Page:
Improper brushing can lead to tooth decay, loose or missing teeth, infections in the mouth and periodontal disease. This makes regular dental care essential to preventing disease or pain in your pets gums.
- How can I tell if my pet has oral hygiene issues?
Behavior can be a key indication of oral health conditions in animals. If your pet has dental problems, they can drool a lot ( drool may even contain pus or blood), you might also see them pawing at their teeth or mouth. They can also yawn more than usual, stop grooming sufficiently or start grinding their teeth.
Other signs of oral health issues are swollen gums, tooth discoloration and bad breath. Pets may also experience pain that stops them from eating. learn more about signs and symptoms to the left, under Pet Teeth Cleaning & Exams.
- What long-term problems can poor oral health potentially cause in my pet?
Other than developing symptoms like bad breath and cavities as well as, more sever problems like periodontal disease and other oral health issues can turn into diseases in the heart, kidney, liver and other areas throughout your furry friends body.
Tumors or cysts can also occur. Your pet could also feel unwell overall (if you ever experienced a toothache, you already understand how it can impact your general mood!). On top of diseases relating to oral health problems your pet's life span can be shortened or they can experience significant pain.
Making regular dental care VERY important to animals' wellbeing and physical health.
- What happens during a pet teeth cleaning appointment?
During your animal companions routine oral exam, the veterinarian will look at your pets mouth searching, for any oral health issues or symptoms that may need treatment.
Your vet will clean the debris or tartar from your cat or dog's teeth. If gingivitis, cavities or other issue needs looking at, the vet will explain the condition to you and give you any advice on the actions you should take.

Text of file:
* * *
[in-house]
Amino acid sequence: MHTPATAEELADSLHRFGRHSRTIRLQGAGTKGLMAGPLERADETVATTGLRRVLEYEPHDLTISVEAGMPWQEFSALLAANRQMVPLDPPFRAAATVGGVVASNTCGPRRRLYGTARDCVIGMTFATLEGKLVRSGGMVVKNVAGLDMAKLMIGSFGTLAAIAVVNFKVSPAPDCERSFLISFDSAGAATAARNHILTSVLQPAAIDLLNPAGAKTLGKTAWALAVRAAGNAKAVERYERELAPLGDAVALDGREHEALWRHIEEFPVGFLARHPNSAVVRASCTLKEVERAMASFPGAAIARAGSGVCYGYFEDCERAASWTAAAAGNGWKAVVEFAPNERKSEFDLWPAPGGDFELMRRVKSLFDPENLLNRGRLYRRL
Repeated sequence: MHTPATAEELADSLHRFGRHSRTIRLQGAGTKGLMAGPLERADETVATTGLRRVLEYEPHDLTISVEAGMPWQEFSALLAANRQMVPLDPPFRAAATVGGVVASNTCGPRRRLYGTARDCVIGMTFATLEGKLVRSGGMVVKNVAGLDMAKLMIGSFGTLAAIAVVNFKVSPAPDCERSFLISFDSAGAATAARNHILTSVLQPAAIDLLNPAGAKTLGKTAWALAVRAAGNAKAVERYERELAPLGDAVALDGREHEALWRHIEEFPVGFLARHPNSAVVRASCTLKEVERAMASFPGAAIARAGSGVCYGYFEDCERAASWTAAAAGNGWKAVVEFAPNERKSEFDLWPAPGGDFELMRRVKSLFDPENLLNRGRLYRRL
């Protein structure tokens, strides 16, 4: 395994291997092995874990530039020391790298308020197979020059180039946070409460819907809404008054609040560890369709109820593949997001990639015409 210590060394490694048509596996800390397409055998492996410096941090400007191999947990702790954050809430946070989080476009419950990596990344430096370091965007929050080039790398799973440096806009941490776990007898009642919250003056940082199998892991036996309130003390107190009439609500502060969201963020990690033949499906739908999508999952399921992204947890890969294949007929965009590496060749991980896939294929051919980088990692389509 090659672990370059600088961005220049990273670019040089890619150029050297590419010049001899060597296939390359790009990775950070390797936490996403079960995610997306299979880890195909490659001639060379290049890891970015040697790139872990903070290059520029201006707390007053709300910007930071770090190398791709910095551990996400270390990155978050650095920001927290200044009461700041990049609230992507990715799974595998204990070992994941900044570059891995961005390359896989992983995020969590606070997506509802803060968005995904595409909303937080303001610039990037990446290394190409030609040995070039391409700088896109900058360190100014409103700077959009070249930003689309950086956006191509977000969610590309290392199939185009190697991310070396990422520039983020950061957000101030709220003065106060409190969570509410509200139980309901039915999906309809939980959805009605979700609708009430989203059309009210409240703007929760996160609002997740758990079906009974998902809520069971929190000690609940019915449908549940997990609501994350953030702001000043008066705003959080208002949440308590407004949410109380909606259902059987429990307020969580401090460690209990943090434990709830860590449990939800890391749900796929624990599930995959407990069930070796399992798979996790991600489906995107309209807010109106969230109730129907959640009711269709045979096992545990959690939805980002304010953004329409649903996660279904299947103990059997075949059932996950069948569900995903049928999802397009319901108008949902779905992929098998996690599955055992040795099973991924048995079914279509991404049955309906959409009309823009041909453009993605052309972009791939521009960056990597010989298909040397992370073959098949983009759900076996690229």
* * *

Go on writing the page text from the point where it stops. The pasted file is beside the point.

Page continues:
Sometimes, surgery is needed to help a serious problem. Your pet will be given anesthesia prior to the dental procedure to make sure they are relaxed and don't experience pain. Although, they will need special care after the surgery.
If any of the symptoms mentioned occur book a dental appointment with us.
- What can I do at home to keep my pet’s teeth clean between dental appointments?
You should brush your pet's teeth on a routine basis and provide them with dental chew toys to get rid of any plaque.
Do not let your pet chew on anything that can damage their teeth, these things include hard objects, toys or bones. You must contact your vet when you have concerns or questions relating to your pet's oral and dental health.
Veterinary Dentistry: Anesthesia & Your Pet's Oral Health
Pets don't understand what is happening during dental procedures, and will often react to them by struggling or biting.
Like the anesthesia dentists give to patients that are anxious or nervous, our South Plainfield vets provide anesthesia to all the patients prior to dental procedures. Putting the animals through less stress so we can perform the X-rays to their mouths as necessary.